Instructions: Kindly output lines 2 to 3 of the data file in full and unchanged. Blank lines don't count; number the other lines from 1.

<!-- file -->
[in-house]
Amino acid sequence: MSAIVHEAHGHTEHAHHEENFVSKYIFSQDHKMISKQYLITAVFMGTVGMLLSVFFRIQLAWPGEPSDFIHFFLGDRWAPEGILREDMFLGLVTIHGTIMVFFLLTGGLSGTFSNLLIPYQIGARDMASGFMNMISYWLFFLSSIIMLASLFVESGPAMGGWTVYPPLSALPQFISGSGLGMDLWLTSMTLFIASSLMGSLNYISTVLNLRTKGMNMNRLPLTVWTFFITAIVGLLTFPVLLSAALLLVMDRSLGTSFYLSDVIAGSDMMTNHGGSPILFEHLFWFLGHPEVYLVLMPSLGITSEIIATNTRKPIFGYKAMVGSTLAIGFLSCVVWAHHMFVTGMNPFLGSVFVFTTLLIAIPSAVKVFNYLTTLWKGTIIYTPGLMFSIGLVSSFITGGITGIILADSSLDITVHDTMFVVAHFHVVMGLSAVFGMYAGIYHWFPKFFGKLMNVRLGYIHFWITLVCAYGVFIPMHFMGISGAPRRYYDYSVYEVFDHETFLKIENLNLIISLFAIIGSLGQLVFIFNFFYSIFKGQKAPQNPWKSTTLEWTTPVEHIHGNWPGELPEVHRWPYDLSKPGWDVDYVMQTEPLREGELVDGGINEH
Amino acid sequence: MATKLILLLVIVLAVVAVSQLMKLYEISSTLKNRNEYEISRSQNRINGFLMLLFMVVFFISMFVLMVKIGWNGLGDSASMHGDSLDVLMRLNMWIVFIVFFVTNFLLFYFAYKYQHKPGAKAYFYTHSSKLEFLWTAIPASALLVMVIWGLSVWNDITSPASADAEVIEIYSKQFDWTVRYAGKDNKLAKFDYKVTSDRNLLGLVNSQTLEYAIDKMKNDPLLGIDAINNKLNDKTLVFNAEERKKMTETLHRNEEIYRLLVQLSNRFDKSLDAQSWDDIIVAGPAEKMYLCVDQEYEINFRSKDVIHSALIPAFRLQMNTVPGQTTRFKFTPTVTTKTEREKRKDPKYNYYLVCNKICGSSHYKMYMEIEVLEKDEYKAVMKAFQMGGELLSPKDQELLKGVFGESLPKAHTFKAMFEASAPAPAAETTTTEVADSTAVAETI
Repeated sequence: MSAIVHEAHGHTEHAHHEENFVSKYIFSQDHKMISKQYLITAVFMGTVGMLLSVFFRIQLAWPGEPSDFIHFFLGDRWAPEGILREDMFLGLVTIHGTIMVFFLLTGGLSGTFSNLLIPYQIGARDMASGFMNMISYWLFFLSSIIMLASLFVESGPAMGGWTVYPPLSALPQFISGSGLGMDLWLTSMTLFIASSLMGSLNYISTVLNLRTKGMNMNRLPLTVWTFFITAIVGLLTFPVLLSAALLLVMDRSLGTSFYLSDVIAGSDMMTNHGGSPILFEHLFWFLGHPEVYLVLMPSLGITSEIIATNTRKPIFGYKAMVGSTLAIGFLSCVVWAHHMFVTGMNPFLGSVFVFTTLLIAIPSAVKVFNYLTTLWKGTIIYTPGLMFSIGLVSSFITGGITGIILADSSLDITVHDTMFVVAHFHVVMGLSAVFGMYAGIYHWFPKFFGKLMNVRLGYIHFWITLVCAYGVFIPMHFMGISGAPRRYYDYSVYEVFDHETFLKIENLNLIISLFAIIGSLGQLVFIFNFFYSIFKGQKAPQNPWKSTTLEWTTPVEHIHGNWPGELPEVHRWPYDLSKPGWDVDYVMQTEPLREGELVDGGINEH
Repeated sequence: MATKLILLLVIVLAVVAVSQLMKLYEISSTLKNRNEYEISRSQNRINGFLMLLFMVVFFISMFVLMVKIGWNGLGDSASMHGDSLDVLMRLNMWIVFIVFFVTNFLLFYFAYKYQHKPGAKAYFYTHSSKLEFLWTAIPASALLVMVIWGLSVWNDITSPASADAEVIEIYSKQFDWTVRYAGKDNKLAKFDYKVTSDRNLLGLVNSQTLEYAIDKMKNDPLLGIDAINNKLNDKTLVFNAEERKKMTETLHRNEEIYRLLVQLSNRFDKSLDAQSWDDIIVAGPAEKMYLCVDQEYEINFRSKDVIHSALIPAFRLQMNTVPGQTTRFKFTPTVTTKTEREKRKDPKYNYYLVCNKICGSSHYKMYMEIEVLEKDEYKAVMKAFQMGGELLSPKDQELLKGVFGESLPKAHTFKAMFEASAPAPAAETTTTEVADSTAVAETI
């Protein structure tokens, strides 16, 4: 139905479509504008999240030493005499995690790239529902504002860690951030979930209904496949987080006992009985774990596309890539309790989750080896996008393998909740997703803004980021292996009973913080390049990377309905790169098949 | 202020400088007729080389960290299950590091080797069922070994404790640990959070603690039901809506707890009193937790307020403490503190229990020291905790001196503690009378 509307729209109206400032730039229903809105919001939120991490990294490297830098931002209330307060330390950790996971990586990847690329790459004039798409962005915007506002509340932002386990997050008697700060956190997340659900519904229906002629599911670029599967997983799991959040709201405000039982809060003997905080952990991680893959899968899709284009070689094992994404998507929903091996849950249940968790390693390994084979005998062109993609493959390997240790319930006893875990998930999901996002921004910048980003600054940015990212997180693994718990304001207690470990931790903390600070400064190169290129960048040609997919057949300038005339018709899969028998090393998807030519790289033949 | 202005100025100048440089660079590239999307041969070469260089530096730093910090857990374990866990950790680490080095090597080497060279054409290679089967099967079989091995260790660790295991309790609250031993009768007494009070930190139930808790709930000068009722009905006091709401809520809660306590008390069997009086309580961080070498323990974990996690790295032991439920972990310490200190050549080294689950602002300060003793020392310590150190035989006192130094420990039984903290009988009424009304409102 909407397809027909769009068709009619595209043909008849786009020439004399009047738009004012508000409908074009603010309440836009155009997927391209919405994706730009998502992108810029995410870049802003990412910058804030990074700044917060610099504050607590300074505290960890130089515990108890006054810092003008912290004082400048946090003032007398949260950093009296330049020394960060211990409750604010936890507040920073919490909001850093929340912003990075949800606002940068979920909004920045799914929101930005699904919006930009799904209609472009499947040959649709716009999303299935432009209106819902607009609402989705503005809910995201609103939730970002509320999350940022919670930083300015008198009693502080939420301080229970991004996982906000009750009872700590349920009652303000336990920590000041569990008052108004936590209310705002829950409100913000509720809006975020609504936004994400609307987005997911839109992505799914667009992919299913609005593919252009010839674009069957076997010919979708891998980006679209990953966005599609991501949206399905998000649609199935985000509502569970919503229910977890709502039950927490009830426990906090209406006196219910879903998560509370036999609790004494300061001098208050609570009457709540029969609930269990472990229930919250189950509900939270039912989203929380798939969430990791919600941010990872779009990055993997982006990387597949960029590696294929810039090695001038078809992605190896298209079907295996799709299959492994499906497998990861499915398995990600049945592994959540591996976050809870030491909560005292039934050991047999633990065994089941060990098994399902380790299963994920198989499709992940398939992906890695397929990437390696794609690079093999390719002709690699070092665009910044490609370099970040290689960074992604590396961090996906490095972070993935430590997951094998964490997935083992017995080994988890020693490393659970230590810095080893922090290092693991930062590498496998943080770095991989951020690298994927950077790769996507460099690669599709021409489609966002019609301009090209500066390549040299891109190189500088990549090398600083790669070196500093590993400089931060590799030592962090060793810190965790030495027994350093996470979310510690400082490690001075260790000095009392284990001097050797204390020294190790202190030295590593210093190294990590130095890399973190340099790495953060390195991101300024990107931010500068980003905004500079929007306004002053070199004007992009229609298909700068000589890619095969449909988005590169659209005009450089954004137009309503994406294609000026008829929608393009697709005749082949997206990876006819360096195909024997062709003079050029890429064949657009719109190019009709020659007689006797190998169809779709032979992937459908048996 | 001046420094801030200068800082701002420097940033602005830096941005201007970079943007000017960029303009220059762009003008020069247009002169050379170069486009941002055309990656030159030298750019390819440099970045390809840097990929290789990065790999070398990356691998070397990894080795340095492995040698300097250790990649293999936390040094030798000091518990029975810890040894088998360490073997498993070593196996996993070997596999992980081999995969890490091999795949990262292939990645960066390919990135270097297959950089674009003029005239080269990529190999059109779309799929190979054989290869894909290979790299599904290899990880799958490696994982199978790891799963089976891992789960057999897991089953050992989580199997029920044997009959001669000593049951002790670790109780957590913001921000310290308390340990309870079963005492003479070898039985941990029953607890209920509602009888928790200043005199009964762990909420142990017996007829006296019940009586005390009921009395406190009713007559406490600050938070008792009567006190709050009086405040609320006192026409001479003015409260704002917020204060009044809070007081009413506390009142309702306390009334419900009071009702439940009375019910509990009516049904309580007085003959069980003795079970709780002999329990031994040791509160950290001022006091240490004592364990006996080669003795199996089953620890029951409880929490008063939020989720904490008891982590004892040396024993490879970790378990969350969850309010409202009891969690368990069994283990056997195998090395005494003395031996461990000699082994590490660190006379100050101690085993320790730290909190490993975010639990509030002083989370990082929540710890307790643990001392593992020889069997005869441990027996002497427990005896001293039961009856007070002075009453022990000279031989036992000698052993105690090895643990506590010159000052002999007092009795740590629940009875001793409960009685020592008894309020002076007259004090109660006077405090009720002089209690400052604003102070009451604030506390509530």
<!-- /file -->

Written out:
Amino acid sequence: MSAIVHEAHGHTEHAHHEENFVSKYIFSQDHKMISKQYLITAVFMGTVGMLLSVFFRIQLAWPGEPSDFIHFFLGDRWAPEGILREDMFLGLVTIHGTIMVFFLLTGGLSGTFSNLLIPYQIGARDMASGFMNMISYWLFFLSSIIMLASLFVESGPAMGGWTVYPPLSALPQFISGSGLGMDLWLTSMTLFIASSLMGSLNYISTVLNLRTKGMNMNRLPLTVWTFFITAIVGLLTFPVLLSAALLLVMDRSLGTSFYLSDVIAGSDMMTNHGGSPILFEHLFWFLGHPEVYLVLMPSLGITSEIIATNTRKPIFGYKAMVGSTLAIGFLSCVVWAHHMFVTGMNPFLGSVFVFTTLLIAIPSAVKVFNYLTTLWKGTIIYTPGLMFSIGLVSSFITGGITGIILADSSLDITVHDTMFVVAHFHVVMGLSAVFGMYAGIYHWFPKFFGKLMNVRLGYIHFWITLVCAYGVFIPMHFMGISGAPRRYYDYSVYEVFDHETFLKIENLNLIISLFAIIGSLGQLVFIFNFFYSIFKGQKAPQNPWKSTTLEWTTPVEHIHGNWPGELPEVHRWPYDLSKPGWDVDYVMQTEPLREGELVDGGINEH
Amino acid sequence: MATKLILLLVIVLAVVAVSQLMKLYEISSTLKNRNEYEISRSQNRINGFLMLLFMVVFFISMFVLMVKIGWNGLGDSASMHGDSLDVLMRLNMWIVFIVFFVTNFLLFYFAYKYQHKPGAKAYFYTHSSKLEFLWTAIPASALLVMVIWGLSVWNDITSPASADAEVIEIYSKQFDWTVRYAGKDNKLAKFDYKVTSDRNLLGLVNSQTLEYAIDKMKNDPLLGIDAINNKLNDKTLVFNAEERKKMTETLHRNEEIYRLLVQLSNRFDKSLDAQSWDDIIVAGPAEKMYLCVDQEYEINFRSKDVIHSALIPAFRLQMNTVPGQTTRFKFTPTVTTKTEREKRKDPKYNYYLVCNKICGSSHYKMYMEIEVLEKDEYKAVMKAFQMGGELLSPKDQELLKGVFGESLPKAHTFKAMFEASAPAPAAETTTTEVADSTAVAETI